Northern California adventurers have long known that Berryessa Snow Mountain National Monument is a fishing, hiking, camping, birding and horseback-riding paradise. Visitors can view the 80-foot-high Zim Zim waterfall, fly-fish in rivers and streams, and appreciate the wildflowers and wildlife. The 330,780-acre National Monument is partly a designated wilderness area north of the Bay Area and Sacramento is also one of the most biologically diverse regions in California filled with osprey, wild tule elk, river otters, bald eagles, rainbows of butterflies and half of California’s dragonfly species. It is U.S. Forest Service jurisdiction.
Texas’ Waco Mammoth National Monument is a significant paleontological site that offers a glimpse into the lives of Pleistocene mammoths that roamed the region long ago. Tours are given daily to the sizable dig shelter operated by the National Park Service. It is the nation’s only recorded discovery of a nursery herd of Columbian mammoths. Visitors can view in situ such fossils as female mammoths, a bull mammoth and a camel that lived approximately 67,000 years ago.
Given the recent protests in Baltimore that spiraled out of control, I am happy that there is good news from the city — and that news takes us back into history. The fabled obelisk on the Mall in Washington, DC. may be the best-known memorial to the first president of the US.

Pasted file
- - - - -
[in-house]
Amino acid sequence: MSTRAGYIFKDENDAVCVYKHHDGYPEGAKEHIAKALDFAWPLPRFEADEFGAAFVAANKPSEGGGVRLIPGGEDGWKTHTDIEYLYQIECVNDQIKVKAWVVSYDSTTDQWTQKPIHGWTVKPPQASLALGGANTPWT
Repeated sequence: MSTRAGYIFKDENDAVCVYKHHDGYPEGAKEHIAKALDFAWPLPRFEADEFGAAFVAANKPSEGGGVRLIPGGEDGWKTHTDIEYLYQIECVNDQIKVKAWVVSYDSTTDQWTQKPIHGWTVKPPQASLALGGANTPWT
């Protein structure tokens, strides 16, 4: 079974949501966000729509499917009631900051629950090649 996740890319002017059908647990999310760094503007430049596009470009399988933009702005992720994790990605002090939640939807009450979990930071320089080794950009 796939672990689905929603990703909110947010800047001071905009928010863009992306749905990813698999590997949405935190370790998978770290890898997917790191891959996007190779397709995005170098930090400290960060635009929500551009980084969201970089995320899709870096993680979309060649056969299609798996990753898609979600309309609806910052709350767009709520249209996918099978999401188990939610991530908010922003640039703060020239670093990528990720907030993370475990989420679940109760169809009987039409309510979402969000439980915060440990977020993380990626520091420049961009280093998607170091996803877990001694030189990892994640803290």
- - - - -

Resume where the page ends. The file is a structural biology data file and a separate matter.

But an older one is in nearby Baltimore. Time capsules from 1815 and 1915 discovered during renovations of Baltimore’s Washington Monument, revealed a Bible printed using a miniscule font dating back to 1812 and what could be one of the earliest existing photographs of the Declaration of Independence that opened at the city’s famous Walters Art Museum.
The 1915 time capsule was discovered last October behind a bronze plaque commemorating the monument’s Centennial. It contains more than 50 items, including an iron spike, a map of trade routes from the port of Baltimore to the Panama Canal, a picture of Francis Scott Key and what could be one of the earliest existing photographs of the Declaration of Independence, taken in 1903 by L.C. Handy, the son-in-law of famed Civil War photographer Mathew Brady.
The monument’s original 1815 cornerstone, found in February, contained three glass jars that were put in the ground as the nation’s first civic monument to George Washington was being built. Contents from the first jar include a published copy of Washington’s Presidential farewell address, ten United States coins in copper, silver and gold, a “Joseph Sansom” medal of Washington and a medal honoring the Duke of Wellington’s successful military campaigns in the Spanish Peninsular Wars. The second jar contained a copy of the Bible published in Baltimore by John Hagerty in 1812. Like a small volume in the first jar, it celebrates advances in local printing technology, being printed in miniscule “Diamond Type” developed at the Baltimore Type Foundry.